Marvel Studios has, for the past several years, been carrying out one of the most ambitious projects ever attempted in cinema. Under the direction of studio president Kevin Feige, they have been attempting to replicate the interconnectedness of their comics via the “Marvel Cinematic Universe,” or MCU. The original idea was simple, yet brilliant: produce a slew of superhero movies that all take place in the same world, and where heroes from one picture might cross over into another. They would, essentially, all feel very similar. On the surface, the plan seems to be working brilliantly. Marvel has cranked out hit after hit, from the truly brilliant (Guardians of the Galaxy) to the reasonably sort-of okay (Thor: The Dark World). To date, they haven’t had what anyone would term an outright flop, and their first Avengers movie is one of the highest-grossing pictures of all time.
Look a little deeper, though, and you can see an unmistakable dark side. To mix metaphors, the MCU has quietly turned into the Death Star, and Darth Feige is pointing his lasers at all us helpless moviegoers on Alderaan. So let’s just say it flat out: the Marvel Cinematic Universe is evil and needs to die.
While the concept of the MCU seems like nirvana to superhero fans (including this writer), there are some truly troubling problems with the way Marvel is carrying it out. For starters, they’re quashing the visions of great directors. The company has a habit of signing unique filmmakers to helm their pictures, only to force them to adhere substantially to Feige’s vision. Patty Jenkins (Monster) left Thor: The Dark World over the dreaded “creative differences,” and after two Iron Man pictures, Jon Favreau declined to return for the third. Instead, he wrote and directed Chef, a film that can easily be read as a metaphor for his Marvel-related frustrations. In this small personal project, Favreau himself plays a talented food artist who gets tired of being told what to feed the masses by a boss only concerned with profits. He responds by walking out and going to on create… a small personal project.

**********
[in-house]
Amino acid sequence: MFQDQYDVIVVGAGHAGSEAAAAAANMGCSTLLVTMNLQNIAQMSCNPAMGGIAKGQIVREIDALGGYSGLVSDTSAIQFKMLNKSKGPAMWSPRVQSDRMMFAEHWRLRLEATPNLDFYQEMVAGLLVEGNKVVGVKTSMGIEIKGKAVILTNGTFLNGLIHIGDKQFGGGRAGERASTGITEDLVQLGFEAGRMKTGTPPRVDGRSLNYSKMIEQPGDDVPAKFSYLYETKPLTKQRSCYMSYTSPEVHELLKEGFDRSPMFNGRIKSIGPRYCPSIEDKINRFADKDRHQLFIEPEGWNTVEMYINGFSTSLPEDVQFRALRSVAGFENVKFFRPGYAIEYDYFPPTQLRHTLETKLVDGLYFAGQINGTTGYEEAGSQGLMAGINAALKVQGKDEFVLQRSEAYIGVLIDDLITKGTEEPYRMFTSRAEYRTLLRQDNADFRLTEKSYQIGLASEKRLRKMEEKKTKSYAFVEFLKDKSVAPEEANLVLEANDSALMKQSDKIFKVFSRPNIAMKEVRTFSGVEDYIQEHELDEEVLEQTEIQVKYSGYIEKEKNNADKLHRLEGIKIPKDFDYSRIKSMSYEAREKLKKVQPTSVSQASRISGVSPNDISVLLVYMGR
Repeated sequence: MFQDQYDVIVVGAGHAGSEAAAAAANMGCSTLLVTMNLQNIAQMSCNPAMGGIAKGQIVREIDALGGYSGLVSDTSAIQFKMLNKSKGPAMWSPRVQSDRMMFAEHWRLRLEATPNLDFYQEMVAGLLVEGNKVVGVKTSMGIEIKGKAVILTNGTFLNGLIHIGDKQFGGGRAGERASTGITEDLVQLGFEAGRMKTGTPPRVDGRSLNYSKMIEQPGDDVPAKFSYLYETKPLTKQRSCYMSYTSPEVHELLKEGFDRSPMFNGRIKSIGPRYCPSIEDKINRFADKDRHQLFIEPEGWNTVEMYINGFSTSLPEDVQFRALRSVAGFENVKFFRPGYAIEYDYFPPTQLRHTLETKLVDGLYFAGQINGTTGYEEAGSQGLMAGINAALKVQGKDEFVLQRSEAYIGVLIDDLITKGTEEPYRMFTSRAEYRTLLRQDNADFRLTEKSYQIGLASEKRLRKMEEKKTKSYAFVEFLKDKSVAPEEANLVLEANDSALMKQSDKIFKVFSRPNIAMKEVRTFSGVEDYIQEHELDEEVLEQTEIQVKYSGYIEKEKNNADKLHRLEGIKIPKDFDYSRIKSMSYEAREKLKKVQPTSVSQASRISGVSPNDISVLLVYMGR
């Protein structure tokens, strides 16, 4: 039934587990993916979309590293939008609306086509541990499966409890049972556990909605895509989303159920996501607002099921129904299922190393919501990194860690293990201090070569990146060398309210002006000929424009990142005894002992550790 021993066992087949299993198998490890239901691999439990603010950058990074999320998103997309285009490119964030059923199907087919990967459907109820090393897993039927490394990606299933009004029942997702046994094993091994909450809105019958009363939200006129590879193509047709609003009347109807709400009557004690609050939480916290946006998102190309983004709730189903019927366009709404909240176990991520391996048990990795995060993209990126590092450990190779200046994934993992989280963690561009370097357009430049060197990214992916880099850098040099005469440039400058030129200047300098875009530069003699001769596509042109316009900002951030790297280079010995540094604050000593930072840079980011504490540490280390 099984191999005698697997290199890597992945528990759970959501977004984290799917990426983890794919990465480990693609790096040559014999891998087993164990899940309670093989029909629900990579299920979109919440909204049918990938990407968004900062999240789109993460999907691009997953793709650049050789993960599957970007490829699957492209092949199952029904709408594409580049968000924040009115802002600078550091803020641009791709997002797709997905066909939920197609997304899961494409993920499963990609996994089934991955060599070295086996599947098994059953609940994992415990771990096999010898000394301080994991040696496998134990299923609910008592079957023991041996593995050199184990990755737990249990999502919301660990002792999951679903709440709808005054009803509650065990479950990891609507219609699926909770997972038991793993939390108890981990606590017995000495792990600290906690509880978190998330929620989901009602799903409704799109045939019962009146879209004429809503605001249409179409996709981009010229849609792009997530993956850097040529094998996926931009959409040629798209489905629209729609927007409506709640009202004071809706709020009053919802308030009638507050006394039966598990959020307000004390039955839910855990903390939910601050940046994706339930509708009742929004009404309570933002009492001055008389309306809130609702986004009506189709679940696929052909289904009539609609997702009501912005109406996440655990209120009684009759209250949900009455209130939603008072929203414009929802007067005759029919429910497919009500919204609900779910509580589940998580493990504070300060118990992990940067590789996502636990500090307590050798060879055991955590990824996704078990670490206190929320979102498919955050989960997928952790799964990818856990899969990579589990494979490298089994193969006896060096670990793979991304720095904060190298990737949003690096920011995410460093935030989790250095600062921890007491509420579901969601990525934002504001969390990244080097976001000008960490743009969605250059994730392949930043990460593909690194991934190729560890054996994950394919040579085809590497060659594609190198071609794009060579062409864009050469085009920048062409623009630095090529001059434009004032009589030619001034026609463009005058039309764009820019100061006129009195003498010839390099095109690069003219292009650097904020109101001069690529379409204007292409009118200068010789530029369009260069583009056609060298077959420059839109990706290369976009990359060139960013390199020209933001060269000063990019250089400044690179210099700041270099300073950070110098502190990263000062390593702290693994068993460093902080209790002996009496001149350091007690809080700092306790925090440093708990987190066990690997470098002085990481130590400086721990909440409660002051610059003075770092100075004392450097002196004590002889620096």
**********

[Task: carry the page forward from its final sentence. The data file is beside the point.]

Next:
The most egregious example, though, is the situation with Edgar Wright. A visionary director with a distinct style, Wright earned a massive geek fanbase with pictures like Shaun of the Dead and Scott Pilgrim vs. the World. When Marvel signed him to write and direct Ant-Man, it was a fanboy’s dream come true. But Marvel and Feige didn’t like the ideas he had for the movie, which were reportedly, you know, unique and stylish. They wanted something that would fit into the MCU a little more cleanly, so Wright walked. Why, one could reasonably ask, would Marvel bring in someone like Wright, knowing the tone and form of his work, only to ask him to dial down the very uniqueness for which he was presumably hired? And, more importantly, how good will superhero movies be if filmmakers like Wright aren’t allowed to bring their own ideas to the table? What if he’d made the next game-changer? We’ll never know.